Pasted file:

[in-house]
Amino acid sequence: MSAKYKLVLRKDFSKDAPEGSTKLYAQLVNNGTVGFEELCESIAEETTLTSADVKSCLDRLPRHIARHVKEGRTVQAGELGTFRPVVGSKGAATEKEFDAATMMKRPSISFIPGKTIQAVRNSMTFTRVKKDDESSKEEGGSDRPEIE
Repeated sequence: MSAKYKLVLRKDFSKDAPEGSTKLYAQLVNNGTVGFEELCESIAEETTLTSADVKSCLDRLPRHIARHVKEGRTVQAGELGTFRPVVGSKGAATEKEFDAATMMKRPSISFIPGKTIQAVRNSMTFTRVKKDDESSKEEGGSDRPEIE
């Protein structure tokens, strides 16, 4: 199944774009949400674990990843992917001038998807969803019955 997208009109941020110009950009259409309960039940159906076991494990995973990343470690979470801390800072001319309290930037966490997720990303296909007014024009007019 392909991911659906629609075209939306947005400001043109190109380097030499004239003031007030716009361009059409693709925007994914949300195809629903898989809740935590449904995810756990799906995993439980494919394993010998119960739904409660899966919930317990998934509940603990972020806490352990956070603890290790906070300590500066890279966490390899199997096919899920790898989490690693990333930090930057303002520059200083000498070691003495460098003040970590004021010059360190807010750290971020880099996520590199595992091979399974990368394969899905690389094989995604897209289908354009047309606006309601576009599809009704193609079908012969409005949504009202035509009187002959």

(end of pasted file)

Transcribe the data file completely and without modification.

[in-house]
Amino acid sequence: MSAKYKLVLRKDFSKDAPEGSTKLYAQLVNNGTVGFEELCESIAEETTLTSADVKSCLDRLPRHIARHVKEGRTVQAGELGTFRPVVGSKGAATEKEFDAATMMKRPSISFIPGKTIQAVRNSMTFTRVKKDDESSKEEGGSDRPEIE
Repeated sequence: MSAKYKLVLRKDFSKDAPEGSTKLYAQLVNNGTVGFEELCESIAEETTLTSADVKSCLDRLPRHIARHVKEGRTVQAGELGTFRPVVGSKGAATEKEFDAATMMKRPSISFIPGKTIQAVRNSMTFTRVKKDDESSKEEGGSDRPEIE
């Protein structure tokens, strides 16, 4: 199944774009949400674990990843992917001038998807969803019955 997208009109941020110009950009259409309960039940159906076991494990995973990343470690979470801390800072001319309290930037966490997720990303296909007014024009007019 392909991911659906629609075209939306947005400001043109190109380097030499004239003031007030716009361009059409693709925007994914949300195809629903898989809740935590449904995810756990799906995993439980494919394993010998119960739904409660899966919930317990998934509940603990972020806490352990956070603890290790906070300590500066890279966490390899199997096919899920790898989490690693990333930090930057303002520059200083000498070691003495460098003040970590004021010059360190807010750290971020880099996520590199595992091979399974990368394969899905690389094989995604897209289908354009047309606006309601576009599809009704193609079908012969409005949504009202035509009187002959």